Today I had to test something I’d never needed to test before… the order of calls in a validation method mattered, and I wanted a unit test to confirm I never break this in the future.
Here’s the code that needs to be tested:
class MyClass(object): def _validate_a(self): # do some stuff def _validate_b(self): # do some stuff def validate(self): self._validate_a() self._validate_b()
Here’s a trivial test class that confirms
validate() calls both validation methods:
import unittest import mock class MyClassTest(unittest.TestCase): def test_validate(self): item = MyClass() item._validate_a = mock.MagicMock() item._validate_b = mock.MagicMock() item.validate() item._validate_a.assert_called_once() item._validate_b.assert_called_once()
… but this does not confirm the order they were called in.
The solution is to set up a
Mock object to act as a manager of mock calls. We then add the methods to the mock object (as well as to the item under test), call our
validate() method, and confirm the call order in the manager:
class MyClassTest(unittest.TestCase): def test_validate_order(self): item = MyClass() item._validate_a = mock.MagicMock() item._validate_b = mock.MagicMock() mock_manager = mock.Mock() mock_manager.attach_mock(item._validate_a, 'a') mock_manager.attach_mock(item._validate_b, 'b') item.validate() mock_manager.assert_has_calls([ mock.call.a(), mock.call.b() ])
We are doing the following things:
- set up the item to be tested and mock out the methods we are looking for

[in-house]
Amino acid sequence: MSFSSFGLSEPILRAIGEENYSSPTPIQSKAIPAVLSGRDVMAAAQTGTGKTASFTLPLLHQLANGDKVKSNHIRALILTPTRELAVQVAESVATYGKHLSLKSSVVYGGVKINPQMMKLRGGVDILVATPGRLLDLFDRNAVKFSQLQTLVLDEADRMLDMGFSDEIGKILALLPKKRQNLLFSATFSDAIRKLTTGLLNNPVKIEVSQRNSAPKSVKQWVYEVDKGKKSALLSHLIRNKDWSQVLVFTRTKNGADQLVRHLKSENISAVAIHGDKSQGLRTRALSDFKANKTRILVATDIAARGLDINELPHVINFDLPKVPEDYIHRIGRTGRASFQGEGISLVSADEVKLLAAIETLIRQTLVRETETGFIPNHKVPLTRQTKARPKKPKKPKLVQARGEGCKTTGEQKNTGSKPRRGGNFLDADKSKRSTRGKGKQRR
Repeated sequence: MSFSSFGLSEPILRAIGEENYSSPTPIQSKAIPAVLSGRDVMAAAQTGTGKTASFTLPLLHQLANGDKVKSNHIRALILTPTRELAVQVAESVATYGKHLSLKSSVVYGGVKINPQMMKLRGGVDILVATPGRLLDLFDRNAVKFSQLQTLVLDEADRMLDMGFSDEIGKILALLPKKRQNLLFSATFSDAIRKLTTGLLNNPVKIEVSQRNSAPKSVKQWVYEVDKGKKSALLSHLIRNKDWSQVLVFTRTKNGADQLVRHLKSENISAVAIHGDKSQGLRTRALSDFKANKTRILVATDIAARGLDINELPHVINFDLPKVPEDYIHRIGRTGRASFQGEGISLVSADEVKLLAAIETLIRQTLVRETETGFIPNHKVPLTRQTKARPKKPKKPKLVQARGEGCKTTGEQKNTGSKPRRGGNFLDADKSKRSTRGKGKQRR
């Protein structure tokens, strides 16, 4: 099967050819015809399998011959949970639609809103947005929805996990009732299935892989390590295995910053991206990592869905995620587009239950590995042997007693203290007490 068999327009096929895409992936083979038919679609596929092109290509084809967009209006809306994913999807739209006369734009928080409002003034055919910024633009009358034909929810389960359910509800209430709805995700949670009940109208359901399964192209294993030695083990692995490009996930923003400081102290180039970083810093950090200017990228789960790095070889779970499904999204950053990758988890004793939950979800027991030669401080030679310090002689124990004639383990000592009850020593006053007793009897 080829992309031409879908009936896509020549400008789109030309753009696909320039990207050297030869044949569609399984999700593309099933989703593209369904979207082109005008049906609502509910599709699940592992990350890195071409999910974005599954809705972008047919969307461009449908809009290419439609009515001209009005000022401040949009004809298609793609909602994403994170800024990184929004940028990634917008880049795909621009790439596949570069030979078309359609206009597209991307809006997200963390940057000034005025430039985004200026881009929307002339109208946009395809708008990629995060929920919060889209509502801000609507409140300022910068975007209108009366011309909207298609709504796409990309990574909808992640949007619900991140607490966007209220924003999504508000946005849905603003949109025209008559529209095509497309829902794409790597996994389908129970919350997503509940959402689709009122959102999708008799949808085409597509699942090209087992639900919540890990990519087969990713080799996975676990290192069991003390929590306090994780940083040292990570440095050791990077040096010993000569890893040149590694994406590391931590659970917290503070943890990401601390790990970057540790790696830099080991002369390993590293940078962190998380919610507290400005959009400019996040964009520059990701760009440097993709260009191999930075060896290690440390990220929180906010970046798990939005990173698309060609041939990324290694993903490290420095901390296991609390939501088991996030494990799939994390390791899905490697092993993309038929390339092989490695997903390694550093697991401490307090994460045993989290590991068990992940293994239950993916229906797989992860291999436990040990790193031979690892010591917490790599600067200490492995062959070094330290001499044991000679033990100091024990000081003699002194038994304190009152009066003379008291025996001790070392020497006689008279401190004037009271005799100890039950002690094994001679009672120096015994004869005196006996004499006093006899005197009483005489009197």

- create a manager entity that can track what’s happening to the mocks on our item being tested
- calling the method under test
- comparing the list of manager actions to the expected actions
Note that when we call
attach_mock on the manager that we pass both the mock to be watched and a name for that method. We will refer to this method within the manager as a property named the same as the passed string.
Note also that the
assert_has_calls method only ensures that items are called in the order specified. The manager does not confirm other methods were or were not called in between. Think of the list passed to
assert_has_calls as a sub-list of the list of all calls on the mocks, and so long as this is a superset of the full list of calls then the test will pass. For instance:
# setup as before mock_manager.assert_has_calls([ mock.call.b() mock.call.a(), ])
… fails because the methods were not called in order, but:
# setup as before mock_manager.assert_has_calls([ mock.call.a(), ])
… passes because the call to the listed mock did occur within the overall call list, and:
# setup as before mock_manager.assert_has_calls([ mock.call.a(), mock.call.a(), ])
… fails because
a() was only called once, not twice.